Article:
Bad Hotel est un tower défense original puisqu'il propose de protéger un hotel, subissant l'assaut d'unités ennemies kamikazes, en posant des blocs - contre des sous - offensifs (tourelles en tous genres), défensifs (réparations) et économiques (chambres d'hôtel) ; sachant que les blocs peuvent servir aussi à protéger passivement la tour en l'entourant - au risque donc de perdre les blocs sous les attaques répétées des pigeons et autres ennemis suicidaires. Les niveaux d'une unique campagne - et rien d'autre - sont en réalité des puzzles qui sont d'avance configurés : vous devez faire avec ce qu'on vous donne (sous et types de bloc) pour survivre à des vagues d'ennemies prédéterminées. La courbe de difficulté est cependant hallucinante : tantôt dans les premiers niveaux on s'en sort en faisant n'importe quoi (et on peut chercher alors à optimiser son économie et donc son score) tantôt le deuxième monde est tout de suite extrêmement difficile. On change encore et encore de stratégies mais rien à faire face aux unités d'élite qui pulvériseront presque n'importe quel bloc ou hôtel en deux contacts.

Mais la frustration opérée n'est pas indubitablement liée au design souligné plus haut (auquel cas une bonne stratégie et du skill peuvent en venir à bout) mais à l'interface, minimaliste et lourde, issue de l'univers des tablettes. On se voit obliger de GLISSER/ DEPOSER les blocs UN PAR UN - gameplay efficace pour une tablette mais non-adapté pour un PC - alors que le jeu n'offre aucune pause active ! Imaginez-vous, sous une avalanche de bombes vivantes prêtes à pulvériser vos blocs en train de déplacer péniblement le même type de bloc en plusieurs manoeuvres ! Et le gameplay tablette dégouline ainsi de partout avec les anomalies suivantes : pas de raccourcis pour les blocs, pas de possibilité d'annuler la sélection de bloc, pas de touche menu comme la touche "échap" - on se doit de cliquer ingame sur un gros bouton pause, pas de navigation clavier.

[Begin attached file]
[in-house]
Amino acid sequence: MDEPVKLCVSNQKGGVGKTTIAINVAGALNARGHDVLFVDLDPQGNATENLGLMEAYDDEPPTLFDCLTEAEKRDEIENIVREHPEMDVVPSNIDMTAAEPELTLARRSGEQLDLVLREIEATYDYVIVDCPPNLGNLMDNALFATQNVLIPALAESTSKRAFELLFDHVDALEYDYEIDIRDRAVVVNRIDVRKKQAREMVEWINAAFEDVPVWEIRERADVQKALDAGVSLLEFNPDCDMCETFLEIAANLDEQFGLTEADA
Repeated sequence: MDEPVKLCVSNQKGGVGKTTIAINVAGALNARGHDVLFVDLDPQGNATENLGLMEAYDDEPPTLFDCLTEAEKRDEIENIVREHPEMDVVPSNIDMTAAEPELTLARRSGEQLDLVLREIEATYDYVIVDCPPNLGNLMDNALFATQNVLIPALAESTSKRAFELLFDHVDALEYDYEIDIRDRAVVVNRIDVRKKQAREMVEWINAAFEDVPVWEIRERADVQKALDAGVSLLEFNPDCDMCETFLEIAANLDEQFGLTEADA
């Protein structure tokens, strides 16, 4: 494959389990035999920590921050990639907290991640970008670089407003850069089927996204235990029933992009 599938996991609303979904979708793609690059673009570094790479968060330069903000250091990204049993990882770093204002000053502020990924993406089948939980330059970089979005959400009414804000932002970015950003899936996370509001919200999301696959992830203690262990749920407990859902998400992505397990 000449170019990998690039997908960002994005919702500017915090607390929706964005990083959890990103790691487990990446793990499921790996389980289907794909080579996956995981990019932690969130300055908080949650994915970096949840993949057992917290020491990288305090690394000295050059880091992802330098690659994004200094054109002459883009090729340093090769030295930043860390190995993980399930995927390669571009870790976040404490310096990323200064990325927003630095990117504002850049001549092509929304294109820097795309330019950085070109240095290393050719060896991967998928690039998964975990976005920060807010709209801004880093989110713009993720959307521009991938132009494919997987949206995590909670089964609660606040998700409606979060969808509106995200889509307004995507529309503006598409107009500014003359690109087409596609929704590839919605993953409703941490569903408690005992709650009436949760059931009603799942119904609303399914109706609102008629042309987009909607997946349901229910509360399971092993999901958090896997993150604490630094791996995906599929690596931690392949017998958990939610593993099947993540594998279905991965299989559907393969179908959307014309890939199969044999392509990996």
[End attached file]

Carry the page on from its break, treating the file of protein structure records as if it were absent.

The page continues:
Oh, et ne vous fiez pas au trailer mensonger qui met en avant la génération de musiques à travers la construction des blocs : ils génèrent des "bips" qui créent tout sauf une mélodie - et même pire, seulement accentuent la migraine déja générée par une jouabilité frustrante et une difficulté ahurissante. Ce jeu devait probablement être correct sur tablette, mais il ne mérite pas de figurer dans le magasin Steam sans une grosse mise à jour.
Posté le : 29 décembre 2013
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1 personne(s) sur 2 (50%) ont trouvé cette évaluation utile
926 produits enregistrés
148 évaluations
1.4 heures en tout